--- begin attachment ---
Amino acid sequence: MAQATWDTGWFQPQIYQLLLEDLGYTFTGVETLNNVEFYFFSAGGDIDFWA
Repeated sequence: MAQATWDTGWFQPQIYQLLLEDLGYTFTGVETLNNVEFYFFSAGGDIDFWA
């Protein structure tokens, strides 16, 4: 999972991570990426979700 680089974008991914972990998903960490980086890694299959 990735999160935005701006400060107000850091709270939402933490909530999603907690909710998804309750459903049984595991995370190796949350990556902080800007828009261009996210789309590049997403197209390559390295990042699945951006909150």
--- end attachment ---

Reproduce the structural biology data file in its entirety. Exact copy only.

Amino acid sequence: MAQATWDTGWFQPQIYQLLLEDLGYTFTGVETLNNVEFYFFSAGGDIDFWA
Repeated sequence: MAQATWDTGWFQPQIYQLLLEDLGYTFTGVETLNNVEFYFFSAGGDIDFWA
């Protein structure tokens, strides 16, 4: 999972991570990426979700 680089974008991914972990998903960490980086890694299959 990735999160935005701006400060107000850091709270939402933490909530999603907690909710998804309750459903049984595991995370190796949350990556902080800007828009261009996210789309590049997403197209390559390295990042699945951006909150």